[29]
[30]
[31]
[32]
[33]
[34]
[35]
[36]
[37]
[38]
[39]
[40]
[41]
[42]
[43]
[44]
[45]
[46]
[47]

Shridhar, R., and Cooper, D., A tuning strategy for unconstrained multivariable model predictive control, Industrial & Engineering
Chemistry Research, Vol. 37, Issue 10, pp. 4003-4016, 1998.
Lilly, J. H., Fuzzy Control with Mamdani Systems, Ed. John Wiley & Sons, Inc., 2010.
Madhubala, T. K., Boopathy, M., Sarat Chandra, J., and Radhukrishnan, T. K., Development and Tuning of Fuzzy Controller for a Conical
Level System, Proceedings of International Conference on Intelligent Sensing and Information Processing, pp. 450-455, 2004.
Chaturvedi, D. K., Soft Computing: Techniques and Its Applications in Electrical Engineering, Ed. Springer-Verlag Berlin Heidelberg, 2008.
Nithya, S., Sivakumaran, N., Radhakrishnan, T. K., and Anantharaman, N., Soft Computing Based Controllers Implementation for Non-linear
Process in Real Time, Proceedings of the World Congress on Engineering and Computer Science, Vol. 2, 2010.
Priya, C., and Lakshmi, P., Fractional Order Controller Design and Particle Swarm Optimization Applied to a Nonlinear System, IEEEInternational Conference on Recent Trends in Information Technology, pp. 959-964, 2011.
Olsson, A. E., Particle Swarm Optimization: Theory, Techniques and Applications, Ed. Nova Science Publishers, Incorporated, 2011.
Anantharaman, N., Dharmalingam, V., Giriraj, S. M., Radhakrishnan, T. K., and Sivasankar R., Particle Swarm Optimization Technique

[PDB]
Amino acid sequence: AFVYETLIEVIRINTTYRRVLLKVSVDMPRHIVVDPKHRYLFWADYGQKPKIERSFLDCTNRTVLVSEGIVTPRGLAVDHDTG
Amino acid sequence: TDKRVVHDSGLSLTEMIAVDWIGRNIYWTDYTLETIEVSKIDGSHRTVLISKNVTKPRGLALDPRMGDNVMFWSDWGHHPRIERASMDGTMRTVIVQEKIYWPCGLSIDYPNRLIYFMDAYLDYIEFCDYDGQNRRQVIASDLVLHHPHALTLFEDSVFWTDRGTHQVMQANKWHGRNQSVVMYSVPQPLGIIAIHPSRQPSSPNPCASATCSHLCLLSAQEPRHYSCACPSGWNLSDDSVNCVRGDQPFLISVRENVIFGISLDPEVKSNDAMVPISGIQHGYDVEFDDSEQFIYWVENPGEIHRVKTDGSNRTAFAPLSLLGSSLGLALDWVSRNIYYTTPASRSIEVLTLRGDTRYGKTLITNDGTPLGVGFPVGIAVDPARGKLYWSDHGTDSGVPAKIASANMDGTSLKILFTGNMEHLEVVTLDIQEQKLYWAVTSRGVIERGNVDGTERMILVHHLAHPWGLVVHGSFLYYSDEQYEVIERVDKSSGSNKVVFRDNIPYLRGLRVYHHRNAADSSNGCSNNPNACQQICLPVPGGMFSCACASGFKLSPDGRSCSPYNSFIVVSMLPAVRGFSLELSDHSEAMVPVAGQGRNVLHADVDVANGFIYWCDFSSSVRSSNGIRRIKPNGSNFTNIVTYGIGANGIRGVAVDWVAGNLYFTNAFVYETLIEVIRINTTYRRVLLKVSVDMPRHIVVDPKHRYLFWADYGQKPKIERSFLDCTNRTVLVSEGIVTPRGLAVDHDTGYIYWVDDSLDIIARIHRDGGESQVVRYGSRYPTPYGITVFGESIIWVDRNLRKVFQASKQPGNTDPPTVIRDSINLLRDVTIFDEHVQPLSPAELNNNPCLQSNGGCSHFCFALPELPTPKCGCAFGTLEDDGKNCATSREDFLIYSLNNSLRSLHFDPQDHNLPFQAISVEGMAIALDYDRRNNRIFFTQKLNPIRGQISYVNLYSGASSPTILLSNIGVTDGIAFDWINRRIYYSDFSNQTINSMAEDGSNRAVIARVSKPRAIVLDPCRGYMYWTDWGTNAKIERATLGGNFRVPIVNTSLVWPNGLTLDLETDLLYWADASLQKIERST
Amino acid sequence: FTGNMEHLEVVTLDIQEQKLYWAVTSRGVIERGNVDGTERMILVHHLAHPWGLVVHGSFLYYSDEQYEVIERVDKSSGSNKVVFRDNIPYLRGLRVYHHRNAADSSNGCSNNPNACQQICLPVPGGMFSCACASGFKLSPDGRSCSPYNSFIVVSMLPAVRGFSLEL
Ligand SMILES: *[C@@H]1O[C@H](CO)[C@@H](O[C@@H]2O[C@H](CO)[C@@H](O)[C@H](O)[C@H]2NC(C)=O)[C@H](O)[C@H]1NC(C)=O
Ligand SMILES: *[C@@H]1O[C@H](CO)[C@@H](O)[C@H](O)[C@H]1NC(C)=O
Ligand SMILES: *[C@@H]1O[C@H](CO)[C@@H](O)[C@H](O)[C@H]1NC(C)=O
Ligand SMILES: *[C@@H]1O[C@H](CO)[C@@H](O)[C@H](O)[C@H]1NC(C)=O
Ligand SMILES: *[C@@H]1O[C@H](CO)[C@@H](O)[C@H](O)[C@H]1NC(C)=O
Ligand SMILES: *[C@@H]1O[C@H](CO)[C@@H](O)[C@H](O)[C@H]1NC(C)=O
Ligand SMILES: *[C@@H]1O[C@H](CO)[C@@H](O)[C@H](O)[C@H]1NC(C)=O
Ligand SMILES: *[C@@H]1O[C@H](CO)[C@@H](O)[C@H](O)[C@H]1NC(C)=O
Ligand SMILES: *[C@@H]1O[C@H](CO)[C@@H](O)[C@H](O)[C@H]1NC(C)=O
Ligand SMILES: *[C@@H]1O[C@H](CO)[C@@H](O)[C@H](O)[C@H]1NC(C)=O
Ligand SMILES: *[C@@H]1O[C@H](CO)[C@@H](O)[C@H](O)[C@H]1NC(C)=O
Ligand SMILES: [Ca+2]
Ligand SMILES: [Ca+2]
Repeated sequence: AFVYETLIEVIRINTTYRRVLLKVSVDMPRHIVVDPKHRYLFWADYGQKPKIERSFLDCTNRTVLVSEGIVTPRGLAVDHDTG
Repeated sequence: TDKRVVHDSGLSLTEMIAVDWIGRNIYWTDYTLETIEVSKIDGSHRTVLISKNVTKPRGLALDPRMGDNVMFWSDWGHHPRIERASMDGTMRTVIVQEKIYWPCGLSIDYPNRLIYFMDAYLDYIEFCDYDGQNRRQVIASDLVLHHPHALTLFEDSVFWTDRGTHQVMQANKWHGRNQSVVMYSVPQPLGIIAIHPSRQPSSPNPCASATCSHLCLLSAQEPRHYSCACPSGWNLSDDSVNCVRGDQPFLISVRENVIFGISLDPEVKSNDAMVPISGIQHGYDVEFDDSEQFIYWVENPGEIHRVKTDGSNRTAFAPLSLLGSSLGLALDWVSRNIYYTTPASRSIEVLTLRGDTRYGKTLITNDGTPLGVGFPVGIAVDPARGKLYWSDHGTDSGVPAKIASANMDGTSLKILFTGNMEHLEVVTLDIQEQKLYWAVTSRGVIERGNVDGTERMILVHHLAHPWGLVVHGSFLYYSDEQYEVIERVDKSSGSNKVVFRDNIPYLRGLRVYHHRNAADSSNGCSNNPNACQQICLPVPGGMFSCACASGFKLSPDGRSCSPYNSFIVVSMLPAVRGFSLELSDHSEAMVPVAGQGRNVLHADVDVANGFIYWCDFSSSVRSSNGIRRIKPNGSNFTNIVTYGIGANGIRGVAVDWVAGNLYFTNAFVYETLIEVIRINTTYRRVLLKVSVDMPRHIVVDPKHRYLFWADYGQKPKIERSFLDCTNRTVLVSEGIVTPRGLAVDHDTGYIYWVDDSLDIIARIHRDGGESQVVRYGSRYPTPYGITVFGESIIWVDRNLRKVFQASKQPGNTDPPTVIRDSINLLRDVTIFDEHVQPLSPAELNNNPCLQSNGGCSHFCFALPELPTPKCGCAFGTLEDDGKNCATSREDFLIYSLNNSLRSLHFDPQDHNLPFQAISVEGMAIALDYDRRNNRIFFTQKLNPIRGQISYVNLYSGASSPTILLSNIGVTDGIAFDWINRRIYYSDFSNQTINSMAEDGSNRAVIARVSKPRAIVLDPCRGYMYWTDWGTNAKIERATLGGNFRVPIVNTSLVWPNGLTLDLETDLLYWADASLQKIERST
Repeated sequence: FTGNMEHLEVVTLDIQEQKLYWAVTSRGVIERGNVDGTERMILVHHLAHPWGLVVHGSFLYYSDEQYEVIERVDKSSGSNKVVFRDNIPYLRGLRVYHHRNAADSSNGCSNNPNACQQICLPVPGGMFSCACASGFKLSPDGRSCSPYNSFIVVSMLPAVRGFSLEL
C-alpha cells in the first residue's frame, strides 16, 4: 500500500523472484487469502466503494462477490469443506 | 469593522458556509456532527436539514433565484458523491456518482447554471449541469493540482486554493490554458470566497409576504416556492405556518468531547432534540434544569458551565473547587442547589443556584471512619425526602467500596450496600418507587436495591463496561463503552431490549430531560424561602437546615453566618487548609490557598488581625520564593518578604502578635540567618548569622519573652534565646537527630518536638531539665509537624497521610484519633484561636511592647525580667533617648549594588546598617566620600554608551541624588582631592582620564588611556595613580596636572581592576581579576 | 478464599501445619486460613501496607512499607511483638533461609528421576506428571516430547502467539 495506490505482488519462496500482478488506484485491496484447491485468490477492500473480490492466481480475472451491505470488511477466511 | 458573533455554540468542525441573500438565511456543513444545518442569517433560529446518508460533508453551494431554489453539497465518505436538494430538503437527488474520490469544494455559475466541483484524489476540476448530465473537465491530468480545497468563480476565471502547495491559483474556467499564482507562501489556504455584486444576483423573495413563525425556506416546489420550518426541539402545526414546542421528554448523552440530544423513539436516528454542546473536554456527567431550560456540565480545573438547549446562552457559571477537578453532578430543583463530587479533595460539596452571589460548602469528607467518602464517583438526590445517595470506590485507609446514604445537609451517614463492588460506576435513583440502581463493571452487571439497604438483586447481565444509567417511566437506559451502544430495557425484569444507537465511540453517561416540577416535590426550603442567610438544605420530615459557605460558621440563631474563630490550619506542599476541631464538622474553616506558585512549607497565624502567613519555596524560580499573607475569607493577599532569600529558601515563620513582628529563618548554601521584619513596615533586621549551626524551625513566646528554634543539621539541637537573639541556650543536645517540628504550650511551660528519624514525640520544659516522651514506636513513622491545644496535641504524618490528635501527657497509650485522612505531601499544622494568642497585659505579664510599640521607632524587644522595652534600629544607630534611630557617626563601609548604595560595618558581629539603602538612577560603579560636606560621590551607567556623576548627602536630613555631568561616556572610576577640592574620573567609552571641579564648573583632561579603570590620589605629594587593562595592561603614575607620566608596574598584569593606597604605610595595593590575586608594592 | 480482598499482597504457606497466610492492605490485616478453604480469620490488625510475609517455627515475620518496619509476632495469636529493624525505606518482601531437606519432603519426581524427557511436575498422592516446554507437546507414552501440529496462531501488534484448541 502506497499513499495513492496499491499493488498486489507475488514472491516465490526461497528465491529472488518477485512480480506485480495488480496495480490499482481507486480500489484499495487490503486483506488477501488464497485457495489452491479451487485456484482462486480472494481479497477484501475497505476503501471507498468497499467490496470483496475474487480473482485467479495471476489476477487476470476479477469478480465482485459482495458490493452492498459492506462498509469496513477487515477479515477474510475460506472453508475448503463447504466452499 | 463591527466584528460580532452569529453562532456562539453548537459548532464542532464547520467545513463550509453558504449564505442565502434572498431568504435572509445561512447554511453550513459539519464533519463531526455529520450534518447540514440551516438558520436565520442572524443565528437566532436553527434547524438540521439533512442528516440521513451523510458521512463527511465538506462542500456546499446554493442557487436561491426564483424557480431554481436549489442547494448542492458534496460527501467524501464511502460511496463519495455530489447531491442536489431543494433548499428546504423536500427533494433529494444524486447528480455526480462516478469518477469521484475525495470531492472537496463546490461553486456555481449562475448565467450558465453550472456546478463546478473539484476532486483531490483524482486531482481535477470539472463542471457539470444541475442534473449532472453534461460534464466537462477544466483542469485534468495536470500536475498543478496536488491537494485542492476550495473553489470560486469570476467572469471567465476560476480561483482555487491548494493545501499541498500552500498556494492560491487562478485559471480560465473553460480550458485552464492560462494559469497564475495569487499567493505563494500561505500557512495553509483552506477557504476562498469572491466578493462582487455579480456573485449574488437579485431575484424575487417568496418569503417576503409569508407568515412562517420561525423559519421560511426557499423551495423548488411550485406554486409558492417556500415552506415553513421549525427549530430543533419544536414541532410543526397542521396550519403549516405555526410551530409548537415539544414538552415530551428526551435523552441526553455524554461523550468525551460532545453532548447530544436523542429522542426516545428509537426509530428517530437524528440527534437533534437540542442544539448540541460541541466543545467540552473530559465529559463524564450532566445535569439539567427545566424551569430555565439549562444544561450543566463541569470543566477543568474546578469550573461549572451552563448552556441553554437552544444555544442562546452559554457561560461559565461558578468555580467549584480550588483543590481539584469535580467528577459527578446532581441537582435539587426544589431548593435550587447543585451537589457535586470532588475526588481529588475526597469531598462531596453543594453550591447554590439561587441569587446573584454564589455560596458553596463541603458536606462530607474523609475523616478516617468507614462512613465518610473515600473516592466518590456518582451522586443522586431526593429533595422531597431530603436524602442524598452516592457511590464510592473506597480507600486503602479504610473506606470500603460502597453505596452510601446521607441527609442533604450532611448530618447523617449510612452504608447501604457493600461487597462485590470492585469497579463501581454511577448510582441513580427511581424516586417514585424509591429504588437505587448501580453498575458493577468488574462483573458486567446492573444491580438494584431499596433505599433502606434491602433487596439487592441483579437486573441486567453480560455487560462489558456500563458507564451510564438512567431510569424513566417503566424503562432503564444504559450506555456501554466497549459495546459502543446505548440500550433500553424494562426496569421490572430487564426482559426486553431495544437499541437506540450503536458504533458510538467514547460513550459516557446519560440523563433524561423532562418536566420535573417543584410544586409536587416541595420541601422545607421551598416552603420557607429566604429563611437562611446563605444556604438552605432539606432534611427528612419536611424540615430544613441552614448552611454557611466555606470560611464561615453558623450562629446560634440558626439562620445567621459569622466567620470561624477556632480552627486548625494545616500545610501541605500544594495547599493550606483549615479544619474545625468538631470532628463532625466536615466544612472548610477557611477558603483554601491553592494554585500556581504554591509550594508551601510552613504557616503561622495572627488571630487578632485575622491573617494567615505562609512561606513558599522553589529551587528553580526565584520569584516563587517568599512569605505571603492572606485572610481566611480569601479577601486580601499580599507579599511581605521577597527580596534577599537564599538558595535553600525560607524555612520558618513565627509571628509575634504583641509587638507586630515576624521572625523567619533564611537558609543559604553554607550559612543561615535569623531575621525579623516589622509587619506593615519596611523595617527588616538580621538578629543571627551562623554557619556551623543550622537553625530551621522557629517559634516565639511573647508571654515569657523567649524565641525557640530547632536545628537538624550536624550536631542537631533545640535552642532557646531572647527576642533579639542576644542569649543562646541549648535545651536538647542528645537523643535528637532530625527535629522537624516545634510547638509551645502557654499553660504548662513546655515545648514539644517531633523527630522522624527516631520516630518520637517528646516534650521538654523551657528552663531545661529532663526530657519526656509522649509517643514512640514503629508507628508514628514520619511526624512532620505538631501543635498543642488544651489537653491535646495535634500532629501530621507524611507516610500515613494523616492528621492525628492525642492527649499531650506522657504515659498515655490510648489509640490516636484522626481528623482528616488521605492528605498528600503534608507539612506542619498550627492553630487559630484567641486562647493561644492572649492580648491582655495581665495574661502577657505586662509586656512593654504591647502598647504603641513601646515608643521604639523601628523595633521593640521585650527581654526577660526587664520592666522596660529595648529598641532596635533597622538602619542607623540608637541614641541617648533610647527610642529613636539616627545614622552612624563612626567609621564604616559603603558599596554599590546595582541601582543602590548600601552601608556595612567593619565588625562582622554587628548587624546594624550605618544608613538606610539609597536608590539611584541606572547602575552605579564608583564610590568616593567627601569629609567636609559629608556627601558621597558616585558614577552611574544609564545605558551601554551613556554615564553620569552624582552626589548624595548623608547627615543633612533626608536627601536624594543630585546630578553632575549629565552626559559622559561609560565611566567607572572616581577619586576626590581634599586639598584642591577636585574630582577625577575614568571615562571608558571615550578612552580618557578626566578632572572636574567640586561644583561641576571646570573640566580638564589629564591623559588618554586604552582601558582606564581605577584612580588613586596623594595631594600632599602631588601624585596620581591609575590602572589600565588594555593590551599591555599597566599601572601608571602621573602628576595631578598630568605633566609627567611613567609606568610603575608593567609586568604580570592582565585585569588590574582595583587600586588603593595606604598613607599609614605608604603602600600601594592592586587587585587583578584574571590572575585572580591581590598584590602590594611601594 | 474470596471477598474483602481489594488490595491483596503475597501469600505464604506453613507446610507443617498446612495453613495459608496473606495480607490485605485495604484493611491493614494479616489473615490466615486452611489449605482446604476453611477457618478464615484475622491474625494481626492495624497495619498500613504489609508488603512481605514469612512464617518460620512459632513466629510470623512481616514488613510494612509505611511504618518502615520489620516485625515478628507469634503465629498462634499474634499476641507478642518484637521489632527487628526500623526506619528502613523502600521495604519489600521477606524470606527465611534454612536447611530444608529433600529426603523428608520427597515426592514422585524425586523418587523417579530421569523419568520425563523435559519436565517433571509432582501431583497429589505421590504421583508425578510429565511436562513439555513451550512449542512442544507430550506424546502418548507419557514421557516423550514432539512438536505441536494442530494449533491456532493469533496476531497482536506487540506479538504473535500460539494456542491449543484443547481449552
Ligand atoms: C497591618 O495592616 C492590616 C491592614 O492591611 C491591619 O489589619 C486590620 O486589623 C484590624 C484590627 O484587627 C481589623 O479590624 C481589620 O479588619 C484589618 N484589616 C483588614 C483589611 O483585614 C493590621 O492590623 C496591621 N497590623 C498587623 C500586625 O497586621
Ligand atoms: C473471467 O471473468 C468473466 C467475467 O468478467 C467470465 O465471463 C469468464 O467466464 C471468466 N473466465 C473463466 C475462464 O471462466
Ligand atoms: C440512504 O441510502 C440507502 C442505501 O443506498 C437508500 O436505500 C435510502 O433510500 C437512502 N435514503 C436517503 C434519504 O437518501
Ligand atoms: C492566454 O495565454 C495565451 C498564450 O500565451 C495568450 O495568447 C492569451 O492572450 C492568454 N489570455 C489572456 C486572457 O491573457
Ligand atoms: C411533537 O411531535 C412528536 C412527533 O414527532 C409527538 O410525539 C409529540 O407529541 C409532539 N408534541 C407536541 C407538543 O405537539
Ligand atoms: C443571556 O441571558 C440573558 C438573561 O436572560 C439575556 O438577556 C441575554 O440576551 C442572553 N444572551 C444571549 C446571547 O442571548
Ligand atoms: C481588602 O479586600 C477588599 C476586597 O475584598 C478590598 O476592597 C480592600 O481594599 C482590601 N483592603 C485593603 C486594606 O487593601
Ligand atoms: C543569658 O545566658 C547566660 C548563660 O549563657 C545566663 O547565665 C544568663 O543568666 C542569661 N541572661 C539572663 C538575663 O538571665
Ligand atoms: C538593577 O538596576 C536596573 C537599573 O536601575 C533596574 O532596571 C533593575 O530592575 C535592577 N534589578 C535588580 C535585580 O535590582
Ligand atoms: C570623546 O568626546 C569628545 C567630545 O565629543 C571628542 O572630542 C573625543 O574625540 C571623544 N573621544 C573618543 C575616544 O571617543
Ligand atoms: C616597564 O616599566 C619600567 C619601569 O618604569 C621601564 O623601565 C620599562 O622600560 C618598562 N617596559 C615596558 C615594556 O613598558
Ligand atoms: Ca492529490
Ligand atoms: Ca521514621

Based Design of PI controller for a Real-Time Non-Linear Process, Instrumentation Science and Technology, Vol. 36, Issue 5, pp. 525-542,
2008.
Monje, C., Chen, Y., Vinagre, B., Xue, D., and Feliu, V., Fractional-order Systems and Controls, Ed. Springer: Advances in Industrial
Control, 2010.
Clarke, D. W., Mohtadi, C., and Tuffs, P. S., Generalized Predictive Control Part I, Automatica, Vol. 23, Issue 2, pp. 137-148, 1987.
Clarke, D. W., Mohtadi, C., and Tuffs, P. S., Generalized Predictive Control Part II, Automatica, Vol. 23, Issue 2, pp. 149-160, 1987.
Nrgaard, M., Ravn, O., Poulsen, N. K., and Hansen, L. K., Neural Networks for Modelling and Control of Dynamic Systems, 3rd printing, Ed.
Berlin, London: Springer-Verlag, 2003.
Widrow, B., and Walach, E., Adaptive inverse control, IEEE Press, Ed. Wiley-Interscience, 2008.
Yegnanarayana, B., Artificial Neural Networks, Ed. Prentice-Hall of India, 2006.
Bhuvaneswari, N. S., Uma, G., and Rangaswamy, T. R., Adaptive and Optimal Control of a Non-linear Process Using Intelligent
Controllers, Applied Soft Computing, Vol. 9, Issue 1, pp. 182-190, 2009.
Kirk, D. E., Optimal Control Theory: An Introduction, Ed. Dover Books on Electrical Engineering, 2004.
Takagi, T., and Sugeno, M., Fuzzy Identification of Systems and Its Applications to Modeling and Control, IEEE Transactions on Systems,
Man and Cybernetics, Vol. 15, Issue 1, pp. 116-132, 1985.
Abonyi, J., Fuzzy Model Identification for Control, Ed. Publisher Birkhuser Boston, 2003.
Ljung, L., Systems Identification. Theory for the User, 2nd edition, Ed. Berlin, Prentice-Hall, 1999.
Hppner, F., Klawonn, F., Kruse, R., and Runkler, T., Fuzzy Cluster Analysis. Methods for Classification, Data Analysis and Image
Recognition, Ed. John Wiley & Sons Ltd, 2000.
De Oliveira, J. V., and Pedrycz, W., Advances in Fuzzy Clustering and its Applications, Ed. John Wiley & Sons Ltd, 2007.
Gustafson, D. E., and Kessel, W. C., Fuzzy Clustering with a Fuzzy Covariance Matrix, In proceeding of Decision and Control including
the 17th Symposium on Adaptive Processes, IEEE Conference on, Vol. 17, pp. 761-766, 1978.
Babuka, R., Fuzzy Modeling for Control, Ed. Kluwer Academic Publishers, Boston, 1998.
Babuka, R., Van Der Veen, P. J., and Kaymak, U., Improved Covariance Estimation for Gustafson-Kessel Clustering, Proceedings of the
2002 IEEE International Conference on Fuzzy Systems, Vol. 2, pp. 1081-1085, 2002.